Monday, December 9, 2013

Paradise Lost - Tragic Illusion 25 (Century Media, 2013)

Paradise Lost have been one of my favorite bands ever since I discovered "Gothic" all those years ago and while I haven't always agreed with the direction they have taken, such as "Believe In Nothing", they have certainly formed a consistent part of my listening habits over the years. To celebrate their longevity, 25 years to be precise, they have just released the aptly titled "Tragic Illusion 25", a compilation of rare tracks that is quite diverse.

Opening with "Loneliness Remains", a new song that sounds somewhat different from their usual fare, there are two cover versions (Spear Of Destiny and Everything But The Girl) that are interesting interpretations and a number of songs from various sessions including two orchestral versions of "Last Regret" and "Faith Divides Us - Death Unites Us" both of which readily lend themselves to this alternate style.

What really piqued my interest was how the re-recordings of "Gothic" and "Our Saviour" would turn out but both work well sounding close to the originals, albeit with a more modern production, and, for me, they are actually the highlights of the compilation. They also show that, even in their early stages, Paradise Lost were onto something and both songs hold up just as well twenty years later.

Regardless of whether "Tragic Illusion 25" finds its way into peoples collections, and I think there is a fair argument for it to be of most interest to long-time fans of the band, there is no denying how important Paradise Lost have been and the influence they have had on heavy music. In some ways this feels like a rather modest way to acknowledge a quarter century but that has always been their nature, hopefully there are many more years to come.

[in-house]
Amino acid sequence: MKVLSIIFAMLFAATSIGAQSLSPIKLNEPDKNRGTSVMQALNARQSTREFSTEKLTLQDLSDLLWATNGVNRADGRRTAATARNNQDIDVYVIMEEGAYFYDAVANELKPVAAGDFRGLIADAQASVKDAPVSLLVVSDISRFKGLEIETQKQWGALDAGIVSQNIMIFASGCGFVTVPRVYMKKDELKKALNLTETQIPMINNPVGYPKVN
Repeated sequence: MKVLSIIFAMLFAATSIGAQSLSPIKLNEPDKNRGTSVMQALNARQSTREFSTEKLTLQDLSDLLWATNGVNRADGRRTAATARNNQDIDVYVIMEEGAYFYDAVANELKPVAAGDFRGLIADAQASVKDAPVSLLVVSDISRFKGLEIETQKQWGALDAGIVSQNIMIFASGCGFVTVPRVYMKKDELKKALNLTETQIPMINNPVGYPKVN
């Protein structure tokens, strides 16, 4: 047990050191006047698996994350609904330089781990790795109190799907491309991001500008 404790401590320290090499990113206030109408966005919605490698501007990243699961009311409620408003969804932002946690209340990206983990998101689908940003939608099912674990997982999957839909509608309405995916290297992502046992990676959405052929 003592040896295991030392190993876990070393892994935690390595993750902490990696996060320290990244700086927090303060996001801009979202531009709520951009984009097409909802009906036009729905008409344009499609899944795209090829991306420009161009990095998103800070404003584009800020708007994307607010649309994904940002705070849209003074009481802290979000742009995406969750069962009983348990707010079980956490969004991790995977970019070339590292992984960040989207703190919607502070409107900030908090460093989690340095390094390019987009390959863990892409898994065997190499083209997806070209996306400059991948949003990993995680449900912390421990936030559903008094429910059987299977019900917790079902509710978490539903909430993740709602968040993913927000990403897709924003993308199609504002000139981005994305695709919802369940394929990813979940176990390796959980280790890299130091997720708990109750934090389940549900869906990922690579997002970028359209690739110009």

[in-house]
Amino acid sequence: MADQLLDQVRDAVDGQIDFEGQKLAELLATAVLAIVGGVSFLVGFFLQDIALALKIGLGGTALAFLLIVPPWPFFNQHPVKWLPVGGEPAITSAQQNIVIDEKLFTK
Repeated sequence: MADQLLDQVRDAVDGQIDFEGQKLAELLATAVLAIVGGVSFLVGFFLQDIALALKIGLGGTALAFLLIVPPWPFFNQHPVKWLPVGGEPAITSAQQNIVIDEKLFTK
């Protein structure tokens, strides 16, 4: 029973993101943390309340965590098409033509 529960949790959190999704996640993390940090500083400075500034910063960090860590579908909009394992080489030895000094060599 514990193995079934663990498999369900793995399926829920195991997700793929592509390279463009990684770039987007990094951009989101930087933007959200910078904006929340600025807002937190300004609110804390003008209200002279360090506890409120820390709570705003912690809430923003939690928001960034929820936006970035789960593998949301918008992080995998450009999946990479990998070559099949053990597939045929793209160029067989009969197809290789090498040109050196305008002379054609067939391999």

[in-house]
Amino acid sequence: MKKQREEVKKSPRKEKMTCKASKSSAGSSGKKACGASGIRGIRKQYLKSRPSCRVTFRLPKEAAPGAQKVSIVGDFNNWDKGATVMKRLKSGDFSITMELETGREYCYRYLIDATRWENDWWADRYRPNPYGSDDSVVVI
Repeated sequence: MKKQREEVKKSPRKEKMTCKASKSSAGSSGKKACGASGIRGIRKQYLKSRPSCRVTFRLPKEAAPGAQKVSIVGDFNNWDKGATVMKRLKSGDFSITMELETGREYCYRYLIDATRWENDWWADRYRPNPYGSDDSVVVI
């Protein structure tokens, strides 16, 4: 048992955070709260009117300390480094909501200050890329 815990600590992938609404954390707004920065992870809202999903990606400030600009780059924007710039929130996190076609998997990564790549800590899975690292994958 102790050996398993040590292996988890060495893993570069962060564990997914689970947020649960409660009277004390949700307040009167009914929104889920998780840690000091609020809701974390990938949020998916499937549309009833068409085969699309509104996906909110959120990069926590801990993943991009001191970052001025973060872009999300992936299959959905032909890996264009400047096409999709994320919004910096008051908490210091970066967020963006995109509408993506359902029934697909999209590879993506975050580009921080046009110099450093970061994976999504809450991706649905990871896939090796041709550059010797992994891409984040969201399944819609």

Sunday, December 1, 2013

Mephistopheles - Sounds Of The End (Willowtip, 2013)

Mephistopheles are another band I have only recently discovered, having missed their previous album "Ascension Aborted" which was released in 2006, but that oversight has been rectified with their second effort "Sounds Of The End" which has recently been released by Willowtip.

I must admit that I was somewhat underwhelmed after my first listen as the myriad of complexities present in their take on death metal went over my head but I learned long ago never to judge an album on the first listen. A couple more spins and it has me hooked, still perplexed at times, but hooked regardless.

While all the requisite elements are present, challenging riffs and rhythms as well as complex time signatures, there is still something different about Mephistopheles and it goes beyond mere technical ability. Considering how much is going on at any given time it is an achievement that all of the elements fit so well, in lesser hands it could quite easily have ended badly.

When all is said and done "Sounds Of The End" can be a bit disorienting and will not be easily comprehended however, like many albums of this style, the reward is there if you take the time to find it. Success or failure will of course depend on your degree of patience but I doubt that Mephistopheles would have it any other way and, in the realm of technical death metal, is is clear that they have a great deal to offer.

Licrest - Devoid Of Meaning (Independent, 2013)